The present century, which can be described as the century of communication technology or information technology, has facilitated the growth of Mass Communication? Science and Technology has acted as the catalyst for communication expansion. Television is unique gift of science & technology which has helped realise Marshall McLuhan’s concept of ‘Global Village’. This global village with its new dimensions is obliterating the original (indigene nous) village. T.V. impacts upon the social life, cultural values, life attitudes, way of thinking, educational progress, societal and individual behaviour and a whole lot of factors. Youth is no exception in this regard. T.V. viewing is inextricably linked with the daily routine of youth. Whether at home, or at hostel(s), youth spent about 3-4 hours daily on T.V. watching, which in turn, impacts upon the youth.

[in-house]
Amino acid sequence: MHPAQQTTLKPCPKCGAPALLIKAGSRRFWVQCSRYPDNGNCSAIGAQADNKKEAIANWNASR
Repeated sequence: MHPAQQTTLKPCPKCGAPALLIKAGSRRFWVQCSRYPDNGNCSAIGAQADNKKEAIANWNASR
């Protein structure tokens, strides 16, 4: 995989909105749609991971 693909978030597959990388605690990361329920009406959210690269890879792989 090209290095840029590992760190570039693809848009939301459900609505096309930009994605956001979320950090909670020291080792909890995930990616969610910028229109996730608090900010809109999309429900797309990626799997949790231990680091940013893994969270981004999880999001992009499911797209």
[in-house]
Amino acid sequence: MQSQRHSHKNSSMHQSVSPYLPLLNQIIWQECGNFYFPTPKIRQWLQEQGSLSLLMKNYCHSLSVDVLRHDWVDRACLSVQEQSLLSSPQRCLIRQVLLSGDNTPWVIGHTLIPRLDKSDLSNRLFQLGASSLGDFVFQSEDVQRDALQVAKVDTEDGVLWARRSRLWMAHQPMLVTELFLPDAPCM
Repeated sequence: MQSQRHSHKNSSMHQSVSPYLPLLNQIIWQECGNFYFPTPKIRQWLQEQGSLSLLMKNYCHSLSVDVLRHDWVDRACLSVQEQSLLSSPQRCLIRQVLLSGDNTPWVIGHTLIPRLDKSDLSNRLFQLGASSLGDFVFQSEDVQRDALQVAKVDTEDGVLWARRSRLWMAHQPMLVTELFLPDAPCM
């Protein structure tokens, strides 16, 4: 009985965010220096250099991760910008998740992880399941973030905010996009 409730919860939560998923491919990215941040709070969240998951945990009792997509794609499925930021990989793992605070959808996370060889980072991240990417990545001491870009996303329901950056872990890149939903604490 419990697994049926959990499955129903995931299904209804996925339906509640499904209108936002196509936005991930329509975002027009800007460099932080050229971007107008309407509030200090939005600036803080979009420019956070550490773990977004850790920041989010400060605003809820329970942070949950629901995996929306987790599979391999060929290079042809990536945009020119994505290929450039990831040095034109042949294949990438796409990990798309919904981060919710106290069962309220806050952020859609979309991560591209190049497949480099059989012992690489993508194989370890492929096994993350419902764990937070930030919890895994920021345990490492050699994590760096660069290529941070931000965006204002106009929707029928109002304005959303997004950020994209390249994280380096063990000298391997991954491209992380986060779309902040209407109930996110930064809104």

The youth of Rohtak & Jhajjar, being close to Delhi a metropolitan city and Gurgaon a growing megacity- is taken up the life styles of the youth of these two cities. M T.V. programmes beaming life style of Delhi, Gurgaon and Noida youth are initiated by youth of Rohtak & Jhajjar districts. In fact, there is no escape from T.V. triggered life-styles. As they say in Tata Sky advertisement-"ISKO LAGA DALA, TO LIFE JHINGA LALA.....". This endeavour to make life ‘Jhingalala’ (exciting, interesting and fun-filled) is the life motto of youth. This study endeavours to study this whole gamut of socio-cultural impact of T.V. on youth. Youth which is the very important section of population- future of the nation and decision makers of future-need to be observed and studied so as to fully understand the socio-cultural changes in society which television has triggered and how various aspects/dimensions of social structure of society has been affected by television.